A History Of The Wedding Anniversary Gift And Why Anniversaries Are Important
Happy Little Vows is essentially about wedding anniversaries and the love stories behind them. There are many people out there who love celebrating the anniversary of their marriage and others who do not, everyone is different. Personally, I adore anniversaries. Celebrating my union with my love is something that excites me and connects us in our own unique and special way, and I know I'm not alone in that feeling. So I thought I would write a bit about how the world came to have anniversaries, the history, why we celebrate with gifts and why anniversaries are important.
So first, why are anniversaries important?
Your anniversary is a celebration of love. The word anniversary in french, anniversaire, is the same for both wedding anniversary and birthday and in the same vain of celebrating your birth into this world, your anniversary celebrates your birth of union as a couple. Only 35% of people ever make it to their 25th wedding anniversary and even less, 6%, make it to their 50th anniversary, mainly due to couples tying the knot much later than they used to. So it stands to reason that every single year should be celebrated. Celebrating these anniversary milestones strengthens your relationship as you show your other half appreciation for their partnership.
Why do we buy wedding anniversary gifts? A history.
In the past, wedding anniversaries were built around symbology, showcasing progressive strengthening of the relationship. To do so, they presented gifts to show their investment towards one another in their marriage - a practice we still do today.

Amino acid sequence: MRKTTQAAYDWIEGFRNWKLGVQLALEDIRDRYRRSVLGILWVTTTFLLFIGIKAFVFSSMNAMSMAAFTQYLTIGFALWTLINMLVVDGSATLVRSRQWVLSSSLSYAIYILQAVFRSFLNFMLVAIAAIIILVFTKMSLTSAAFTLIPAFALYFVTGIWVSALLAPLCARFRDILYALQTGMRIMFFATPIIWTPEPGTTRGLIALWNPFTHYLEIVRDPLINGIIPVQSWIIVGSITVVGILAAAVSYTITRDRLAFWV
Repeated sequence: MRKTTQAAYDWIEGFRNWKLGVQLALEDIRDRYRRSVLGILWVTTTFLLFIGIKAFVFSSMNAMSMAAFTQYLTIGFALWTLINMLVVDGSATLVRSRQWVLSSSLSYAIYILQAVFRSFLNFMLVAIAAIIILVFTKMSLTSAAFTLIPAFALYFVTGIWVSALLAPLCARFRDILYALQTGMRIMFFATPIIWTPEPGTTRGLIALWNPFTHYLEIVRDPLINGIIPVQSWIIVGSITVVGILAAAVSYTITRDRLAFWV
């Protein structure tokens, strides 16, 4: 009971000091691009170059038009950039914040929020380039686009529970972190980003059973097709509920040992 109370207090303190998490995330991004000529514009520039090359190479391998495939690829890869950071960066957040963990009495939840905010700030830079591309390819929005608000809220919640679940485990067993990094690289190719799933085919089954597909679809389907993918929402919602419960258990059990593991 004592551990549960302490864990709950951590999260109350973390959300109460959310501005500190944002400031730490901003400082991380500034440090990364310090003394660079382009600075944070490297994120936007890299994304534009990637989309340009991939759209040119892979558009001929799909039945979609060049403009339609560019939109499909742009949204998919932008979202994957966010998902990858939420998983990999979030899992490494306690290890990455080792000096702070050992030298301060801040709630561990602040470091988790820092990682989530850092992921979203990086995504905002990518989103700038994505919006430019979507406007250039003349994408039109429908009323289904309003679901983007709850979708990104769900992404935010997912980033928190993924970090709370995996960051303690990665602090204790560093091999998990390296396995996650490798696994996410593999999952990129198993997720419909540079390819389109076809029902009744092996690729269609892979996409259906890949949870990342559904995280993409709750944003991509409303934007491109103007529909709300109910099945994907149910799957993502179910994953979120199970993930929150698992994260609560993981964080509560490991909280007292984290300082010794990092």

Wedding anniversary origins date back to the Roman Empire. For their 25th year together, the husband would crown their wife with a silver wreath and for their 50th anniversary, a gold wreath. This was the beginning of the Anniversary Gifts By Year we have today where the 25th year is still silver and the 50th is still gold. This practice of crowning the silver and gold wreaths continued through history, with medieval Germany taking over the tradition.
But it wasn't until the Victorian Era that the tradition of anniversary gifts was kicked up a notch when Queen Victoria's 60th Jubilee was marked as her Diamond Jubilee and the diamond (which previously had symbolized the 75th year) became the symbol for the 60th wedding anniversary. And so symbolic anniversary gifts became the norm, so much so, that by the 20th century it was common practice for couples to celebrate their wedding anniversaries by giving one another themed gifts.
The biggest breakthrough for themed anniversary gifts though was when Emily Post published her Blue Book of Social Usage in 1922. In the book, Post listed the eight wedding anniversaries everyone must know, namely the 1st, 5th, 10th, 15th, 20th, 25th, 50th and 75th anniversaries. The latter would be moved to 60th in time for a more accessible anniversary.
Twentieth century commercialism was a big driver in the promotion of the themed anniversary gift giving, adding represented named gifts to the anniversary years. And in 1937, the American National Retail Jeweler Association, now known as Jewelers of America, saw how they could take advantage of this trend and assist in creating good quality, high end gifts for the lovers to give. So they introduced an extended list of themed anniversary years, giving an allocated gift theme for each year up to the 25th and then five year intervals after that in what is now known as the Traditional Anniversary Gifts. Modern gift themes were added over the years to keep up with the times so that now we have two types of anniversary themed gift ideas for each year, traditional and modern, to choose from. The modern list is more practical and the traditional list (based on Victorian era) is more symbolic. In addition to these allocated themed gifts, there are also colors, flowers and jewelry designated to each anniversary year.
Check out Anniversary Gifts by Year and Anniversary Flowers By Year for traditional, modern and floral anniversary gift ideas on Happy Little Vows.